Environment Agency invests in 220 projects to benefit fisheries
Nearly £1 million of rod licence income has been invested to improve fisheries across England in the last year, the Environment Agency yesterday (1 June) announced, with 220 projects delivering benefits to anglers and supporting sustainable fish stocks.
Projects supported with £925,000 through the Fisheries Improvement Programme (FIP) include creating habitat for coarse fish and trout, and improving angling access facilities so that more people are able to enjoy the sport.
Since FIP was established in 2015, over 1000 projects have been successfully completed, with a total of nearly £7 million reinvested from fishing licence sales alone.
Heidi Stone, Environment Agency Fisheries Manager, yesterday said:
The Fisheries Improvement Programme is a great example of how rod licence income is being reinvested, resulting in sustainable fish stocks and directly benefiting angling and local communities. The programme recognises and invests in a wide programme of work to help maintain, improve and develop fisheries.
Looking to the future, we will continue to work with our partners, angling clubs and fisheries to identify and deliver high quality projects, the more people who buy a licence and go fishing, the more we can invest in this way.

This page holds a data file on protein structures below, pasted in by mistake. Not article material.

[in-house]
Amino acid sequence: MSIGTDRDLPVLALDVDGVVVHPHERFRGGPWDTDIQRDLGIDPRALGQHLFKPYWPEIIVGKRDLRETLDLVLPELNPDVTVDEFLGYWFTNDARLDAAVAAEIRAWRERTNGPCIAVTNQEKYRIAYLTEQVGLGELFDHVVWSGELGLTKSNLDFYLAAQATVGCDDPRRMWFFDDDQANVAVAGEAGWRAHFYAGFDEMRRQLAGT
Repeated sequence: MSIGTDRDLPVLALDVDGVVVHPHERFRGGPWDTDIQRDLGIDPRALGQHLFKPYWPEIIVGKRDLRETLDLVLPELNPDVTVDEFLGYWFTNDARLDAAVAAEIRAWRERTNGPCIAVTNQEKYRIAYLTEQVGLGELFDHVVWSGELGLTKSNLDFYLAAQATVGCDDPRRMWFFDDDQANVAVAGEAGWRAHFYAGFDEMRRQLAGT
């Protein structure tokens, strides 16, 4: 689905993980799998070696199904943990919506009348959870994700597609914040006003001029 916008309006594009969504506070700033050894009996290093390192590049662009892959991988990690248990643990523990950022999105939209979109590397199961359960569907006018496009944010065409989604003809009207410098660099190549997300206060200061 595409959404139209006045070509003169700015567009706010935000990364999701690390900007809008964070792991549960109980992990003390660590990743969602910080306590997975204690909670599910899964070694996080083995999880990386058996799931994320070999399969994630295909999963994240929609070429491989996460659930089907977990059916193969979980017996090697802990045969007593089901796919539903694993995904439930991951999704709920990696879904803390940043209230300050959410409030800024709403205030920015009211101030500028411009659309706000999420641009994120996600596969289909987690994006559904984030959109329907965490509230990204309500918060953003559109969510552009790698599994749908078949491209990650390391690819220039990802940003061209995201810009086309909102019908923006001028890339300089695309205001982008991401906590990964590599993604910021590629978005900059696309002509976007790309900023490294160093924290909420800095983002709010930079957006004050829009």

Every penny that the Environment Agency receives in fishing licence income is reinvested to protect both the sport of angling and England’s waterways. The FIP funding is also matched by local partners including angling clubs and fisheries and local trusts. Over the last year the total match funding, made up of additional cash and in-kind contributions, is estimated to be early £6.3 million.
The Environment Agency works with organisations such as the Angling Trust and Wild Trout Trust to make sure projects are carried out to their full potential and have the support they need.
Shaun Leonard, Director at the Wild Trout Trust, yesterday said:
Money from the Fisheries Improvement Programme has allowed us to do some really good work with angling club members to improve habitats for the wildlife of England’s rivers.
In rivers in Cumbria, Hertfordshire, Lancashire, Northumberland, Suffolk and Yorkshire, we’ve fenced out livestock, planted trees, battled problem plants like Himalayan balsam and introduced wood and gravel to create more and varied habitat - all of which benefit the river’s plants, invertebrates, fish and the people who value those places.